Adding A Guest Bath To An Older Home? Important Considerations Before Beginning The Project

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Older homes often have an abundance of charming features and a an attractive, graceful style. But what they often don't have is a conveniently located bathroom for guests to use when visiting. Instead, visitors may be forced to traipse upstairs or through family sleeping areas in order to use the bathroom or freshen up for dinner. Adding a well-designed guest bathroom in the main part of the home can be an excellent way to make guests feel more welcome, while allowing family members to enjoy more privacy. If you are a homeowner of an older home who is considering the addition of a guest bathroom, here are some things to consider before you begin the project. 

What type of guest bath best will best fit your family's needs? 

Instead of automatically opting to install a small half-bath with just a commode and sink, homeowners may want to decide if a larger bathroom design might be more practical for their family's needs. For example, families who regularly entertain overnight guests may want to opt for the addition of a full bath instead, in order to gain an extra shower or bathtub. 

Age may also be a factor in the type and size of guest bath homeowners ultimately decide to install. For example, older homeowners may want to opt for a guest bath design that works well for mobility-impaired users, such as one with space for wheelchairs or walkers. Younger families who regularly host guests with small children may want to incorporate features that make the guest bath more child-friendly, such as including a comfortable changing table or a place for a toddler's potty seat.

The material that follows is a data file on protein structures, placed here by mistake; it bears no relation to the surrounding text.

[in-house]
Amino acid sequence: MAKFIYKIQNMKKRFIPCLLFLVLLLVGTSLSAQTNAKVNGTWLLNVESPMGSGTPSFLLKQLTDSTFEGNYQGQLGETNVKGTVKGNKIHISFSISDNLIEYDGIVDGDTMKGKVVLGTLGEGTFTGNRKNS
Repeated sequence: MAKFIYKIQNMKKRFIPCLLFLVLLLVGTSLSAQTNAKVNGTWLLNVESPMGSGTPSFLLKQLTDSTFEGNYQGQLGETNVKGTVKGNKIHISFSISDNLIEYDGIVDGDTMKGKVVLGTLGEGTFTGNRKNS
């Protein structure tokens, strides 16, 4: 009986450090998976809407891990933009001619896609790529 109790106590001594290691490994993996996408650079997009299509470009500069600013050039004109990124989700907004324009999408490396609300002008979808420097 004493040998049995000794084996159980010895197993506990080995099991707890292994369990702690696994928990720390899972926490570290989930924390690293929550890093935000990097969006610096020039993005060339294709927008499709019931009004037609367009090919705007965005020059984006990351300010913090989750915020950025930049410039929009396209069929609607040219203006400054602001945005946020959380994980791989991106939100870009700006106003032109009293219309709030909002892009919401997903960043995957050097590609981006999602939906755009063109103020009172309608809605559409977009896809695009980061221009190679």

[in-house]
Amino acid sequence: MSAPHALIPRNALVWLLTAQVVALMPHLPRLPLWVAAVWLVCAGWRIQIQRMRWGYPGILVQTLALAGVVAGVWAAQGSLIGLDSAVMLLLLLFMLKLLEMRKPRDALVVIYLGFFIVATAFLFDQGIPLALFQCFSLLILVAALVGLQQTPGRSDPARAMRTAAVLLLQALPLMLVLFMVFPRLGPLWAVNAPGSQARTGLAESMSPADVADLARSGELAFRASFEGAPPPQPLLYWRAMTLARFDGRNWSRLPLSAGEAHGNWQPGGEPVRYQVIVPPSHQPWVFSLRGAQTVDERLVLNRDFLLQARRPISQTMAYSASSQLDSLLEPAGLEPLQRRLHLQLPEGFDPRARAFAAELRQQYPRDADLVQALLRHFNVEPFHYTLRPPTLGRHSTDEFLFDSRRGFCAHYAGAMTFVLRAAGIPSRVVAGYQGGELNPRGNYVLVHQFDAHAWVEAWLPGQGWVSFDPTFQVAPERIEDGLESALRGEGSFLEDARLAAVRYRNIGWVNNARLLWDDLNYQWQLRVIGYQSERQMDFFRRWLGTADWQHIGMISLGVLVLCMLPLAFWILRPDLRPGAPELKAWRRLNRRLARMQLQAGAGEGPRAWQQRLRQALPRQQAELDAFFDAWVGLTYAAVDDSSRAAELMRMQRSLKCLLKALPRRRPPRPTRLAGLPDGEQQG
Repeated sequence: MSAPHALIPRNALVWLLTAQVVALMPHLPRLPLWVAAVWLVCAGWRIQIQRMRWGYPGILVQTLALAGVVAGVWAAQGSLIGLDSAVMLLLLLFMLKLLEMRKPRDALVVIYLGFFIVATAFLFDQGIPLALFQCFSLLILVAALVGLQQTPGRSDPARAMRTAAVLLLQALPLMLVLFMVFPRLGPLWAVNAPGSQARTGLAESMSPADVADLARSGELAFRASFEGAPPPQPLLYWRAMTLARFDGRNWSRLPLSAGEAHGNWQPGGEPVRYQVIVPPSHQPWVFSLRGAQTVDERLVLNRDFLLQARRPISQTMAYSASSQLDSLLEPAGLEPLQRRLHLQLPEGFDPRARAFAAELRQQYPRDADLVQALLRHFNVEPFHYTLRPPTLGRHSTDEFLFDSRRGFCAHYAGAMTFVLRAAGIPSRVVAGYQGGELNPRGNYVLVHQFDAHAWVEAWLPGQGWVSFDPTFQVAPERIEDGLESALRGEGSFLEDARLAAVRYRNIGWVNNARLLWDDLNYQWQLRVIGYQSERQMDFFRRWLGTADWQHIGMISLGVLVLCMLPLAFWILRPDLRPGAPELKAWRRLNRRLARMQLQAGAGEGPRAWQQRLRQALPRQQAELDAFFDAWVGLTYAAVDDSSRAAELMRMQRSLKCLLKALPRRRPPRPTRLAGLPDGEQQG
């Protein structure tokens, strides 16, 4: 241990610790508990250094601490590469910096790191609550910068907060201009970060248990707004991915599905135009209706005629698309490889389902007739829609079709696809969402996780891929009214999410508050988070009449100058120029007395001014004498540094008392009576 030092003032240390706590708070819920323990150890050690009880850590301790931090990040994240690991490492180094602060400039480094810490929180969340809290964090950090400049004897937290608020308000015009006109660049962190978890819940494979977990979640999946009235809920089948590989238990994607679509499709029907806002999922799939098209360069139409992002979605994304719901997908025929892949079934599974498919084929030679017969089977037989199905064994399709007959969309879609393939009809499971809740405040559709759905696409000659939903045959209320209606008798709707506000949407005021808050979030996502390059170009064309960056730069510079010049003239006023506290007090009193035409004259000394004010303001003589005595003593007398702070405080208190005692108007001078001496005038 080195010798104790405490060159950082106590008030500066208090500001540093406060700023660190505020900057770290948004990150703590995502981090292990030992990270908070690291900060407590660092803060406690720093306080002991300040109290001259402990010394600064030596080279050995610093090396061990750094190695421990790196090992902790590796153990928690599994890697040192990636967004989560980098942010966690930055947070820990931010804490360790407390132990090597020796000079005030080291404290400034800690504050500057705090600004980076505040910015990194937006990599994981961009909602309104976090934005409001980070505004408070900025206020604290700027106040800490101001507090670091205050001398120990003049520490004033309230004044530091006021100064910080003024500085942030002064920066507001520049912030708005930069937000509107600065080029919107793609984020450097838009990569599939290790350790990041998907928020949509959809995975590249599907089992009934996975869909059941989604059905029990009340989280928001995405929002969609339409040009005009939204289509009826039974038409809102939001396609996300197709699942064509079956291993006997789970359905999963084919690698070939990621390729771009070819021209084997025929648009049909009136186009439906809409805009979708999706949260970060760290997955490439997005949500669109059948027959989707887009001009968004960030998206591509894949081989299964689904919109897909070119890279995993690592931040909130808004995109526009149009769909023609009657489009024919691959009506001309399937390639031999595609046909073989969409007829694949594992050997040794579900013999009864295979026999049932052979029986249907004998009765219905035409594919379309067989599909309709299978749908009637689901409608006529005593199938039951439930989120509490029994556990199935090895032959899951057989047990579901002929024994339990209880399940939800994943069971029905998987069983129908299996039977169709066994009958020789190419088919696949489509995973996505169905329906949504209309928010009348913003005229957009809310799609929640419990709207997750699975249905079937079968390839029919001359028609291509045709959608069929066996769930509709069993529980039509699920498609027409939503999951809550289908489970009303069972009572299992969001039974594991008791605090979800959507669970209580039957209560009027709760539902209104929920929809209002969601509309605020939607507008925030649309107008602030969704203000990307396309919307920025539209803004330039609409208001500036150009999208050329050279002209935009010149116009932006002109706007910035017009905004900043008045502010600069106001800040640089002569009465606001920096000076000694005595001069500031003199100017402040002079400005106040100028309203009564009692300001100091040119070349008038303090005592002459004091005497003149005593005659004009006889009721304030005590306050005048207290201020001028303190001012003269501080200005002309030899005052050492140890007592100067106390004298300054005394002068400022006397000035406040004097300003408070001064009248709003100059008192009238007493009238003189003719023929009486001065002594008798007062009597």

What can be done to make adding a guest bath more affordable in an older home?

Cost is often a concern for homeowners when considering any home renovation project. When thinking about the addition of a guest bathroom, homeowners should look for ways to reduce costs by making the most of the existing plumbing system. For instance, a guest bathroom that can be located near an existing water and sewer lines, such as near a kitchen, laundry room, or existing bathroom, may cost much less to install than one that will require running several feet of new plumbing lines. 

Getting hot water to the area where a guest bath will be located is also an important consideration for homeowners when designing these spaces. If the guest bath cannot be located near an existing hot water heater, adding a small tank-free water heating system may be a good choice. 

When considering the addition of a guest bathroom in any older home, homeowners should always begin by discussing their plans with a plumbing contractor who specializes in plumbing system installations and modifications. 


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